If I didn't mentioned before, I am mentioning it now. I know the problem doesn't lie with the way the parameter is echoed to the screen...it is how I set the value to the variable 'n'. Many thanks in advance once again.

  3. #3
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    How about a "number to letter" function?

    You might of already thought of this but just in case not, here is a possible (rather inefficient) solution.
    After reading, I sort of put together a script called "lendhand". It looked like this:
    #! /bin/bash
    case $1 in
    1)echo a;;
    2)echo b;;
    3)echo c;;
    esac
    I tested this in my home directory with: [homedir~]$ ls -$(lendhand 1)
    It indeed listed all of my hidden files as if it was "ls -a".
    In my personal opinion this is ghetto but if time is of the essence..........

  4. #4
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    upidStay,
    I thank you for the response. I will be honest with you I haven't thought of this. From what I can tell (not tested yet)....this may be able to work in the manner I wish but I was also hoping for something a little more efficient because sometimes I may have to work with 512 LUNs mapped to a 2.6 kernel host and 256 LUNs to a 2.4 kernel host...if the test case calls for it; but for the most part, between 1-8 LUNs or so. The reason why I say this is when I modprobe that scsi device for all LUNs mapped to it and it picks up 512 or 374, the /dev/sd[x] will sky rocket up to a point where I do not want to have to individually type each character(s) out and have it echoed to the screen (it is my laziness talking again). If I am working with a limited amount of mapped devices then this approach you suggested would work great and there would be no need for anything complex.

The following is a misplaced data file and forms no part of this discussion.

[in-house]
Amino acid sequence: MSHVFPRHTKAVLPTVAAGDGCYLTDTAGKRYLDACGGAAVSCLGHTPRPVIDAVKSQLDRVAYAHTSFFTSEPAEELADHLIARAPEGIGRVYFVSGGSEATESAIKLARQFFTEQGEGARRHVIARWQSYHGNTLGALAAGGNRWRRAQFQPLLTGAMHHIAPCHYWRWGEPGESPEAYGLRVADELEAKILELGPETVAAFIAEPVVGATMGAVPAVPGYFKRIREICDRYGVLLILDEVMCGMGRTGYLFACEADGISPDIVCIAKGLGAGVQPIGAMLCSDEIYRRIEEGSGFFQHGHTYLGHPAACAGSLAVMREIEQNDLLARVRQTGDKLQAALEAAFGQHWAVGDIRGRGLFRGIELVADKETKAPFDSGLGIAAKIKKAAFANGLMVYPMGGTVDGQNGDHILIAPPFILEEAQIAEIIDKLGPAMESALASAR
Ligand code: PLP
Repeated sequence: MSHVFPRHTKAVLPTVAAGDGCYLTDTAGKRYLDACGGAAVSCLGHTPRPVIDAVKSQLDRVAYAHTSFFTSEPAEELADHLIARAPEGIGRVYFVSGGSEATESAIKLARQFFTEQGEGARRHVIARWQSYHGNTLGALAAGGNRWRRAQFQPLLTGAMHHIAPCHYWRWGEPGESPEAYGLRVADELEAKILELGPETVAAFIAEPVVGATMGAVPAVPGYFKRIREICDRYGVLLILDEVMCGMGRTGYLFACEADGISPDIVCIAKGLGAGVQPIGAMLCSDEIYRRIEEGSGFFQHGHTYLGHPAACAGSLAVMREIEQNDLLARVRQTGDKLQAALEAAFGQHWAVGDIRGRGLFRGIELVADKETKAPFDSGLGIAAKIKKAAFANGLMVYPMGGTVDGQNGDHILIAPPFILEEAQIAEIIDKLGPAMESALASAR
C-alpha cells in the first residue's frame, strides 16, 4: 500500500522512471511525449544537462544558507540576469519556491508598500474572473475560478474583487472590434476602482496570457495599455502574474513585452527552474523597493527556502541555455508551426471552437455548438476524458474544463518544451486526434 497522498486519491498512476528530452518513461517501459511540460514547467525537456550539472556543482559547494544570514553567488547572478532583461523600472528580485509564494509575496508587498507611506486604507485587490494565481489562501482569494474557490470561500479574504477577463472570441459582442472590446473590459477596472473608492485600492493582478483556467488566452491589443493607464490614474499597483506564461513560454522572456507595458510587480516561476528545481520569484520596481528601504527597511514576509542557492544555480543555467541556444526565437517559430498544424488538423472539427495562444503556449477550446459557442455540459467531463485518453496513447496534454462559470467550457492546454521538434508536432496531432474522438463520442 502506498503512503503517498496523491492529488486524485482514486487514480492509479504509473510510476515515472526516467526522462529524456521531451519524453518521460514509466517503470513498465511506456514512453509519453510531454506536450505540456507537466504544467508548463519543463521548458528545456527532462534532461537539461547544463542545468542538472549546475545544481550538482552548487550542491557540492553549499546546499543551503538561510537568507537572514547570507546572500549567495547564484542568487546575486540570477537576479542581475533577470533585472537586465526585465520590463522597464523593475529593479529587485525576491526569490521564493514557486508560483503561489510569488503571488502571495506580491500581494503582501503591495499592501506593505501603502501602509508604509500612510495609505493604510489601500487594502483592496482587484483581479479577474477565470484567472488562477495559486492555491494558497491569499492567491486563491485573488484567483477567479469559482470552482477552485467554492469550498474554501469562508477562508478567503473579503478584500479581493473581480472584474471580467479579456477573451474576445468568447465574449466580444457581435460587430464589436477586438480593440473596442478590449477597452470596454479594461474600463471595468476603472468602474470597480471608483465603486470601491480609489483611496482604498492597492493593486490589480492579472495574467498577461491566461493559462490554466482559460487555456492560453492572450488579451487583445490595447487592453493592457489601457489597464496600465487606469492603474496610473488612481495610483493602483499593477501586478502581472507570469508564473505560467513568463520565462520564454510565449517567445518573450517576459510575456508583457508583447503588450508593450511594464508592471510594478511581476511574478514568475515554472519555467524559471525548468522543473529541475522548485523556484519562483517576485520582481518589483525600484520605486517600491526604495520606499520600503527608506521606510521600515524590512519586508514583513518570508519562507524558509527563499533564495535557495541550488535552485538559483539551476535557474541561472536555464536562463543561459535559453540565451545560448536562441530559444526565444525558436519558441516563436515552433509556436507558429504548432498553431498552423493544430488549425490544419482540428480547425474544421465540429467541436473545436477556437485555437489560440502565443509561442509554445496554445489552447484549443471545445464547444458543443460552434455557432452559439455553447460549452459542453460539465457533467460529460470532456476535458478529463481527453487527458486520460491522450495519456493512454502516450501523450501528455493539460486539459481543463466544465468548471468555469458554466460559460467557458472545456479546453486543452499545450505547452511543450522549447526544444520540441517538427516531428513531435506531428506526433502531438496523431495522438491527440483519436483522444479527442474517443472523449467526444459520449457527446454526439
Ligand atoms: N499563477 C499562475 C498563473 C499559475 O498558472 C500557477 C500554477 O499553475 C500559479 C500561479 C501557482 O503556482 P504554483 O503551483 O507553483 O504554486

Once again I thank you for your reply...you have been helpful. Oh and don't worry.....I am in no rush to solving this problem. Don't get me wrong, I would like an answer as soon as I can get it but there is really no rush. I can still script things the longer way for the time being.

  5. #5
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    For those interested...I solved my problem by taking a different approach and using a lot of sed and cut commands. You can adapt this to whatever environment you guys are working with...when needed to work with random variables.
    #!/bin/sh
    #This function was developed by Petros Koutoupis
    #Last revised on 28-11-05
    echo "In KBs, how big you scsi devices?"
    read ans

    fdisk -l|sed '/Disk \dev\sd* doesn/p' > sedtemp
    cut -s -d : -f 1 sedtemp > sedtemp1
    cut -c 6-15 sedtemp1 > sedtemp

    #Receiving number of mountable scsi devices
    n="grep -c /dev/sd sedtemp"
    eval nn=`$n`

    #Starting of loop
    i=1
    b=1
    while [ $i -le $nn ]
    do
    sed -n $[$i]p sedtemp > sedtemp2
    x="sed -n p sedtemp2"
    eval xx=`$x`
    mkdir -m 777 /mnt/mnt$b
    mke2fs -F $xx $ans
    mount $xx /mnt/mnt$b
    ((i++))
    ((b++))
    done
    rm sedtemp*
    It doesn't matter how many LUNs I have mapped to my HBA(s)....it will search and mount ALL of them. Down the road this will in turn be modified even more for other variables.